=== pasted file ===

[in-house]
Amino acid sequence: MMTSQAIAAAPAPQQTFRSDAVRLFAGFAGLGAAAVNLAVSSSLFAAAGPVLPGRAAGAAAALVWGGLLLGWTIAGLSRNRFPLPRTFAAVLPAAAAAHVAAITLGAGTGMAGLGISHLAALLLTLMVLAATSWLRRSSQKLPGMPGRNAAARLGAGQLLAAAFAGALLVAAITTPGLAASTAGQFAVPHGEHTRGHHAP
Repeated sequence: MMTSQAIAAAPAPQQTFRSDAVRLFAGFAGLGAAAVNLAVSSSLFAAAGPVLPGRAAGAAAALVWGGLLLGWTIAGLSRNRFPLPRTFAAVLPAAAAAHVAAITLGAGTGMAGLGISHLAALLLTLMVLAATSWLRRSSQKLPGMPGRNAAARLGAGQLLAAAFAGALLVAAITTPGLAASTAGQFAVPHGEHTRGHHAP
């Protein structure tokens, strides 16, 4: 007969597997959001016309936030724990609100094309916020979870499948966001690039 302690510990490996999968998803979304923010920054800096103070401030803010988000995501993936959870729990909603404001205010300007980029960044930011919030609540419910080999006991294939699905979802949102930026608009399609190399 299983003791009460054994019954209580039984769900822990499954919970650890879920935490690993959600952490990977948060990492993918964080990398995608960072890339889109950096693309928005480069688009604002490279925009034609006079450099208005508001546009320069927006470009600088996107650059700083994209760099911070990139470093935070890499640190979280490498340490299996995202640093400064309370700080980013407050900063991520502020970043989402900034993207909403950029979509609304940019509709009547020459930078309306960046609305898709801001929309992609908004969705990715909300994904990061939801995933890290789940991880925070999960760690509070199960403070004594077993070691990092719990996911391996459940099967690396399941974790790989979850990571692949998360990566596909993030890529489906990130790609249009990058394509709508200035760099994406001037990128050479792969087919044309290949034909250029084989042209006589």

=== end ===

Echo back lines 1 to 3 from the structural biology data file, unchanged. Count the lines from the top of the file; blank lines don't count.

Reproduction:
[in-house]
Amino acid sequence: MMTSQAIAAAPAPQQTFRSDAVRLFAGFAGLGAAAVNLAVSSSLFAAAGPVLPGRAAGAAAALVWGGLLLGWTIAGLSRNRFPLPRTFAAVLPAAAAAHVAAITLGAGTGMAGLGISHLAALLLTLMVLAATSWLRRSSQKLPGMPGRNAAARLGAGQLLAAAFAGALLVAAITTPGLAASTAGQFAVPHGEHTRGHHAP
Repeated sequence: MMTSQAIAAAPAPQQTFRSDAVRLFAGFAGLGAAAVNLAVSSSLFAAAGPVLPGRAAGAAAALVWGGLLLGWTIAGLSRNRFPLPRTFAAVLPAAAAAHVAAITLGAGTGMAGLGISHLAALLLTLMVLAATSWLRRSSQKLPGMPGRNAAARLGAGQLLAAAFAGALLVAAITTPGLAASTAGQFAVPHGEHTRGHHAP